Etosha rhino to be killed for cash

Earlier this month, for the first time a Namibian black rhino hunting permit was up for grabs outside of Nambia, with the Texas-based Dallas Safari Club eventually auctioning it off for a whopping $350,000

The permit will allow the anonymous bidder to hunt and kill a specific old rogue male rhino in Etosha National Park. The male is no longer fertile and has been expelled from its fellows.

The money raised from the sale of the permit will go into a rhino account run by the government’s Namibian Game Products Trust and will be used for conservation projects such as increased anti-poaching measures.

071 Etosha Wildlife

While many animal rights activists have protested against the sale of the permit, the Dallas Safari Club argue that it’s a case of sacrificing one aged animal for the good of the entire Namibian black rhino population.

Furthermore, some conservationists argue that older rogue males remain territorial and sometimes kill younger males. Dr Mike Knight of South Africa National Parks says that “the removal of the odd surplus male… can actually enhance overall metapopulation growth rates and further genetic conservation”.

But others have argued that the auction of the permit overshadows the fact that roughly 1,000 rhinos have been killed in neighboring South Africa this year by poachers. It also goes against the ideology of compassionate conservation, where, as Marc Bekoff of Psychology Today states, “the life of every individual matters and trading off an individual for the good of their own or another species is not an acceptable way to save species”.

Namibia has long seen trophy hunting as an important part of its conservation policies. Five black rhino hunting permits will be auctioned off this year; this first one has made headlines primarily because it was sold outside of the country.

However productive such an approach to conservation might be, any legal killing of a critically endangered animal is likely to attract great controversy, especially when so much money is involved.

Meanwhile, many would like to see more conservation measures introduced that look to strike a better balance between ethics and efficiency. As famous former game show host and prominent animal rights campaigner Bob Barker argues: “as an older male myself, I must say that this seems like a rather harsh way of dealing with senior citizens. … Surely, it is presumptuous to assume that this rhino’s life is no longer of any value. … True conservationists are those who pay money to keep rhinos alive—in the form of highly lucrative eco-tourism—as opposed to those who pay money for the cheap thrill of taking this magnificent animal’s life and putting his head on a wall.”

What are your thoughts? Leave your comments below.

By |January 20th, 2014|Conservation|

10 Comments

  1. Avatar
    Neil Paterson January 20, 2014 at 12:58 pm - Reply

    I can understand the argument for the sale and the use of the proceeds……. but morally it is wrong and sends out the completely wrong message. And whoever won the auction……. have you no conscience???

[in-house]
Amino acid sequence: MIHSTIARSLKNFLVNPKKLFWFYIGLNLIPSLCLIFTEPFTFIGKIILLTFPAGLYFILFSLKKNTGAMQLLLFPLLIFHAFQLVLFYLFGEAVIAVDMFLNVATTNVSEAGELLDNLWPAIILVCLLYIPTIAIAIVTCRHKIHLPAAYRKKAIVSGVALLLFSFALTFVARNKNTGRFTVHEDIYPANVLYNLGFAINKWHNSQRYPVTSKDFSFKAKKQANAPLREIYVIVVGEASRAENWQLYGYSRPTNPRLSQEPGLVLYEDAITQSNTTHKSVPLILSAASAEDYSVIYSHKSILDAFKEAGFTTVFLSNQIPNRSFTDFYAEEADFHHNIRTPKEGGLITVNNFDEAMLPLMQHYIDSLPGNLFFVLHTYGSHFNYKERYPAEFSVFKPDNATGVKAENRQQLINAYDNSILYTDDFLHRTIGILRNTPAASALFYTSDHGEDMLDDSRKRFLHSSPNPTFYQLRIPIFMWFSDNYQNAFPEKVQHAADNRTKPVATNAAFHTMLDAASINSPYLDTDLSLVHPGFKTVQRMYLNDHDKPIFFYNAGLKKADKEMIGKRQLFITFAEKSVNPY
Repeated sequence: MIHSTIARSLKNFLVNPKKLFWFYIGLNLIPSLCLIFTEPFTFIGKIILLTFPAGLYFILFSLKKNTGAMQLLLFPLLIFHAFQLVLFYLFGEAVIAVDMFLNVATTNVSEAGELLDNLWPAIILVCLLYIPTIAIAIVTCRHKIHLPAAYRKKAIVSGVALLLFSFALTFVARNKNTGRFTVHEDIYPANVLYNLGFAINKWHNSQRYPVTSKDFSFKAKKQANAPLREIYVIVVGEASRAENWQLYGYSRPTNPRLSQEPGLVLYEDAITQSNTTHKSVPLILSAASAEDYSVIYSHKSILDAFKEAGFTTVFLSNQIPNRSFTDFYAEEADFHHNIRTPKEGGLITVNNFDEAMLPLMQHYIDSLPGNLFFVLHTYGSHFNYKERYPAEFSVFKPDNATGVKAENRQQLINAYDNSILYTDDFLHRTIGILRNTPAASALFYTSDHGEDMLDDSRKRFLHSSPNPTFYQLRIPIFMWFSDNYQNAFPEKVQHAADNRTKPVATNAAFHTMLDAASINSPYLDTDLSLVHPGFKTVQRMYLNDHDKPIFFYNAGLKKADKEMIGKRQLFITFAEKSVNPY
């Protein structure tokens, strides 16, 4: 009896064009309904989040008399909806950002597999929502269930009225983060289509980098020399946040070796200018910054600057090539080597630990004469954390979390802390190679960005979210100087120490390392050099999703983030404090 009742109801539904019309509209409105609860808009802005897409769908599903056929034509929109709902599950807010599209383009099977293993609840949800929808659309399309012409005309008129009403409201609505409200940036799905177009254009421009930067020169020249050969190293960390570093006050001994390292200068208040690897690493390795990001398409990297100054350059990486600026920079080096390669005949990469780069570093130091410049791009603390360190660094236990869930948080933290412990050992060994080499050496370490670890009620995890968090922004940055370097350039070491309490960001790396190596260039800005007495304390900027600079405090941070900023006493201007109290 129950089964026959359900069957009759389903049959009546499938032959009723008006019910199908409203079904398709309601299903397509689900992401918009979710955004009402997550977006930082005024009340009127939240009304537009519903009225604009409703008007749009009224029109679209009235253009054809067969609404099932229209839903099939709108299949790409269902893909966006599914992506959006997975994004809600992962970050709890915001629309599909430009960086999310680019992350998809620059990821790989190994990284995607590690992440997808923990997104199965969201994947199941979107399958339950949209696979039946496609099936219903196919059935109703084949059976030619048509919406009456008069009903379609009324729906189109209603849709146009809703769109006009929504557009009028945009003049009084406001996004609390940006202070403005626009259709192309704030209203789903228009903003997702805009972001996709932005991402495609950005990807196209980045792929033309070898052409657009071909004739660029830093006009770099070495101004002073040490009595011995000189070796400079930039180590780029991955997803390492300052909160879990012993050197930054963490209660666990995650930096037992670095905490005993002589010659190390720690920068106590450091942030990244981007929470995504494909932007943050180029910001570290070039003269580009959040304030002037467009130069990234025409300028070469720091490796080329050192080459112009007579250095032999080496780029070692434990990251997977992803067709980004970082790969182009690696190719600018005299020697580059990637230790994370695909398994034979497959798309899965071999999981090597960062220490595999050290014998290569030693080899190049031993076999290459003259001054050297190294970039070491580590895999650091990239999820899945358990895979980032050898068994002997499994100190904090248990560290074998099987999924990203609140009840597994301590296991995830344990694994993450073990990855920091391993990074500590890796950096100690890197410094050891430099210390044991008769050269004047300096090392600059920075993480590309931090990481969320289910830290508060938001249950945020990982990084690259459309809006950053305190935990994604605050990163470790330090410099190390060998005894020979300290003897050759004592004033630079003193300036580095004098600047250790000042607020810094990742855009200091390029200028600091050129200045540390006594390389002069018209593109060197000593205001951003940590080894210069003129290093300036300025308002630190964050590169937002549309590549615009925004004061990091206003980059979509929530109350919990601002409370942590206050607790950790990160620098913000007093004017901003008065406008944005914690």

2. Avatar
    Gino De Neve February 10, 2014 at 1:55 pm - Reply

    As a nature lover and big fan of African wildlife , I have no objections against tophy hunting as long as the revenues coming out of this are entirely used to protect and preserve the remaining wildlife. In the Selous, Tanzania, 80 % of revenue is coming from trophy hunting , but the numbers of wild animals has increased since they started the controlled hunting : less poaching and the poulation ( both man and wildlife ) are benfitting. Killing animals just b4 the end of their lifespan is just anticipating the inevitable and at the same time generating revenu. Cutting trees is the same thing , you generate revenue b4 while tree has value, if you wait till tree dies you have nothing , but at same time regeneration needs to be stimulated . Overkilling is taking away future potential, so well balanced maintenance of wildlife is beneficiary to ecology as well as economy . and there is nothing in this world that does not have an economic or ecologic value

    • Avatar
      Lekrom July 2, 2014 at 9:38 am - Reply

      Well, recent articles indicate Selous has lost up to 70% of its elephant population to poaching in the last 10 years. So the hunters’ arguments that hunting parties’ presence in an area discourages poaching is a bit blown out of the water, given the amount of hunting vs photographic tourism in Selous.

  3. Avatar
    Beverly Houwing March 22, 2014 at 9:10 pm - Reply

    Barbaric idea! Why can’t the club DONATE money towards anti-poaching efforts and really support conservation!

  4. Avatar
    Mia R. April 7, 2014 at 3:35 pm - Reply

    Does anyone truly care about the entire Black Rhinos species anymore? It seems like today everyone only cares about themselves! What if someone sold a permit to a mysterious man to kill your grandfather, because apparently he’s too old and now has no meaning. That’s just horrible! I hope people start turning off their minds and start turning on their hearts! Nobody should get permission to kill a Black Rhino, no matter how old the rhino is and no matter how much money they paid! This is ridiculous and I hope someone stops this before the tragic ending!

Leave A Comment

css.php